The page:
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Jucovy, M.E. (1973). Basic Psychoanalytic Concepts on Metapsychology, Conflicts, Anxiety and Other Subjects. The Hampstead Clinic Psychoanalytic Library, Vol. IV: By Humberto Nagera, et al. New York: Basic Books, Inc., 1971. 233 pp.. Psychoanal Q., 42:440-441.
(1973). Psychoanalytic Quarterly, 42:440-441
Basic Psychoanalytic Concepts on Metapsychology, Conflicts, Anxiety and Other Subjects. The Hampstead Clinic Psychoanalytic Library, Vol. IV: By Humberto Nagera, et al. New York: Basic Books, Inc., 1971. 233 pp.
Review by: Milton E. Jucovy
The volume and complexity of Freud's writings pose a formidable and intimidating intellectual challenge for students of psychoanalysis. An attempt to reorganize and restructure this work in terms of basic concepts has been made by members of the Concept Research Group of the Hampstead Clinic under the chairmanship of Dr. Humberto Nagera. Anna Freud, in her foreword to The Hampstead Clinic Psychoanalytic Library, points out that this effort is intended for readers concerned with the history of psychoanalytic concepts. In endorsing the aims of the group, she stresses the importance of understanding the terminology in which psychoanalytic thoughts have been expressed and the need to define concepts according to their relevance for the historical phase of psychoanalytic theory in which they have arisen, as well as for their individual significance. Sources of confusion and misunderstanding which invade psychoanalytic literature may thus, hopefully, be reduced and students of psychoanalysis inspired to further constructive and critical thinking.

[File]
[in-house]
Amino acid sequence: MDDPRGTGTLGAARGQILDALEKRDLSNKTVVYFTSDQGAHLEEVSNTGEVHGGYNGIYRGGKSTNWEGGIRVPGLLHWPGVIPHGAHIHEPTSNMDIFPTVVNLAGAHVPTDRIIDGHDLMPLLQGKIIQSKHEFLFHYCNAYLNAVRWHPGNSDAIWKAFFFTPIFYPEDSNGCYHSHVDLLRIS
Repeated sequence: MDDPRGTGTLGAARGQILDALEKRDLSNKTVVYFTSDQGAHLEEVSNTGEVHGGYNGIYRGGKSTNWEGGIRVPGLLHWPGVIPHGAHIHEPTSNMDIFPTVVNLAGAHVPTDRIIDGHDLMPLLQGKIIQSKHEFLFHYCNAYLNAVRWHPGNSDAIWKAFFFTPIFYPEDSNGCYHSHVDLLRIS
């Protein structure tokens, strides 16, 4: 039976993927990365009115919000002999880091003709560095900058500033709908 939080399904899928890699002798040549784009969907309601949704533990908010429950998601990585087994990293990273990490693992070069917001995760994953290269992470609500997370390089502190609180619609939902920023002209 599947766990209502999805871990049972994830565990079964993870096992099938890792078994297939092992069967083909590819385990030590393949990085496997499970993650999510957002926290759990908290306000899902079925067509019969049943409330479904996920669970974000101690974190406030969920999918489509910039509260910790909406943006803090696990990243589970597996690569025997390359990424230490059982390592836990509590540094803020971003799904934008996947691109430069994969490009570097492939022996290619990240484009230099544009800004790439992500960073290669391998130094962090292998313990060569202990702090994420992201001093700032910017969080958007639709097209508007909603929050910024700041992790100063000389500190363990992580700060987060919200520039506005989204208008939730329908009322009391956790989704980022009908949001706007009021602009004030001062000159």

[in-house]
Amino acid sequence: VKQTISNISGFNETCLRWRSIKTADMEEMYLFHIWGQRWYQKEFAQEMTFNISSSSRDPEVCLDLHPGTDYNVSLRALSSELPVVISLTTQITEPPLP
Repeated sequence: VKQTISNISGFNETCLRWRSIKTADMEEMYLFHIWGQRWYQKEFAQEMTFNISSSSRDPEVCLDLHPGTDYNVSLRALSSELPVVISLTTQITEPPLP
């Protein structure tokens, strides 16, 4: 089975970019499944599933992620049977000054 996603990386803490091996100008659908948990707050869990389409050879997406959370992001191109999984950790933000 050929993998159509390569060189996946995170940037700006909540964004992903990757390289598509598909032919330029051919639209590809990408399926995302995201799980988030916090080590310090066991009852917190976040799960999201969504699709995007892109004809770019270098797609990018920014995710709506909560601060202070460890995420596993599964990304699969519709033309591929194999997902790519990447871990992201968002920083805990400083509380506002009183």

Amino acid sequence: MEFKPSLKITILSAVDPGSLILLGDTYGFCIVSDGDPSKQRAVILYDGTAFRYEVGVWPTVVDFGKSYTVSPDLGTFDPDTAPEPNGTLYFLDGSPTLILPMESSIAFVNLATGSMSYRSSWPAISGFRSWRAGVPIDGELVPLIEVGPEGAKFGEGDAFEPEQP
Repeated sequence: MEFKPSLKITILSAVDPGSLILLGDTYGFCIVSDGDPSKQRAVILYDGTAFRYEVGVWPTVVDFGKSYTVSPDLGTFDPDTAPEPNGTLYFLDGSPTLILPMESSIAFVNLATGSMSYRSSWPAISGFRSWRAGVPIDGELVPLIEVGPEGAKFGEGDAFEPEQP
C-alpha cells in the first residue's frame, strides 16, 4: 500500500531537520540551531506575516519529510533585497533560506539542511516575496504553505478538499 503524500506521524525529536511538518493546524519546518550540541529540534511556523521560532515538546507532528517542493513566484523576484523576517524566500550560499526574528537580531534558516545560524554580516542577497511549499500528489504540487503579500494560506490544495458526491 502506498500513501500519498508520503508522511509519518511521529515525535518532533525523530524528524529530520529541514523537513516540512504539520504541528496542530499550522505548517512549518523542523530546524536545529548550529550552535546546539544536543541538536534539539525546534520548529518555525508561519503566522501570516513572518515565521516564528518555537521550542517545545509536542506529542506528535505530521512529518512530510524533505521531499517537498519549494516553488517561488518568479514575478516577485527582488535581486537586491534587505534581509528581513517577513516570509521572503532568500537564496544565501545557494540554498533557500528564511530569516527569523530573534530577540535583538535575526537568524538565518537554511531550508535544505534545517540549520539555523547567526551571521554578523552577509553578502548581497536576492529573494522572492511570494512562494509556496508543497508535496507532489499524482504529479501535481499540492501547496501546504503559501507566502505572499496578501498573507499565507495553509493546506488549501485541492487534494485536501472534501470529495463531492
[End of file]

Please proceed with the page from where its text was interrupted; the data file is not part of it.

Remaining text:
The present volume, the fourth in the Library, contains eighteen chapters. It begins with a consideration of metapsychology and the dynamic, economic, topographical and genetic points of view. There are sections devoted to Principles of Mental Functioning, Cathexis and Freud's Theory of Conflict. The concepts of fixation and regression, anxiety, ambivalence, reality testing, transference and countertransference, and masturbation are also included. A summary of Three Essays on the Theory of Sexuality with historical revisions will aid the reader to identify significant corrections and additions that this work has undergone in various editions. As in the other volumes, the text consists mainly of quotations or paraphrases from the Standard Edition of Freud's Complete Psychological Works, together with clarifying comments by the author of each chapter. References are available on each page.
The authors and the editor have succeeded admirably in assimilating, condensing, and presenting this vast array of material in a cogent and eminently readable style.
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